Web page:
One might say that, because Lot was "saved," there is more than one way to skin a cat. There might be many poor ways of skinning a cat, as well as some good ways, too. But there is only one best way to skin a cat. Why not choose the best way of doing it? That is the lesson of Lot's life. Why let our works that we have built burn up? Instead, why not do things the way God says?
God was not in all of Lot's thoughts (Psalm 10:4) because he was living by sight. Lot might very well be what we might call the quintessential second-generation Christian. He believed, but all of his passion was spent pursuing the amusements of this world. Lot, whose faith was weak at best, was not committed like Abraham was. The whole aim of Abraham's life was to give glory to God, while Lot, though righteous, lived by sight (II Corinthians 5:7). His aim was essentially to grasp at life, to do it now and enjoy it, rather than work to develop his relationship with God.
John W. Ritenbaugh
Faith (Part Four)
1 Corinthians 5:11-13
Paul explains that we have to evaluate—discern, judge—immorality of all kinds in the church, and he advocates the practice of disfellowshipping those who continue to practice such sins. The presence of unrepentant sinners in the congregation only causes trouble and creates divisions, as they had in the incident he had written about earlier in the chapter.
But what about grace, mercy, and patience? What about demonstrating the love of God? Some might ask, “What's wrong with Paul? Doesn't he understand that we live under grace? Did he not understand that we all need to co-exist and be tolerant of one another? Did he not know that he would have everyone pointing the finger at each other and bringing chaos into the church? Isn't that what's going on in the world as we speak?”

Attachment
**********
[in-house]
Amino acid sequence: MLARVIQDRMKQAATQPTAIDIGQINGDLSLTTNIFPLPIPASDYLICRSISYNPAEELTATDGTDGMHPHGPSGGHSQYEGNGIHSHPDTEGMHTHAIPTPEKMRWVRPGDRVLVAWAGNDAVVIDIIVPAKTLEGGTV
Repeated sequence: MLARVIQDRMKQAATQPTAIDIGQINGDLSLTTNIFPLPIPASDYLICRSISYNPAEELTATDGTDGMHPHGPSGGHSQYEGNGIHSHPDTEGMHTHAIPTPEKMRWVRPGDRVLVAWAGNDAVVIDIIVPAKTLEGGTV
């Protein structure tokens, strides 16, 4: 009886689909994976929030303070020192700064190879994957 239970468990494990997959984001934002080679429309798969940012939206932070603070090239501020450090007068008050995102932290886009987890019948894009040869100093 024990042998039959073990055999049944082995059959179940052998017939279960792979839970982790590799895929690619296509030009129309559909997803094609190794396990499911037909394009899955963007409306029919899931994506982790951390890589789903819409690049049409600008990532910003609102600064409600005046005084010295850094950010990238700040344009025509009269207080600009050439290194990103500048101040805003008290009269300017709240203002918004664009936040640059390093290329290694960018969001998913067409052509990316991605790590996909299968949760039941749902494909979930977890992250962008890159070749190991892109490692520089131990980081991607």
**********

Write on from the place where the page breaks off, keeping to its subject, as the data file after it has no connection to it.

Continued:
In II Thessalonians 3:6, 14, the apostle gives the same advice:
But we command you, brethren, in the name of our Lord Jesus Christ, that you withdraw from every brother who walks disorderly and not according to the tradition which he received from us. . . . And if anyone does not obey our word in this epistle, note that person and do not keep company with him, that he may be ashamed.
Some might think, “Paul needs to stop! He's going to destroy the church!” But that is exactly the opposite of what he is trying to do. He urges church members to use the gift of discernment to root out the weeds—call them tares, if you will—among them so that good fruits of righteousness could be produced in the ensuing peaceful environment (see James 3:18). Remember, God gives the gifts of His Spirit—including discernment—for the improvement and growth of the body (I Corinthians 12:7).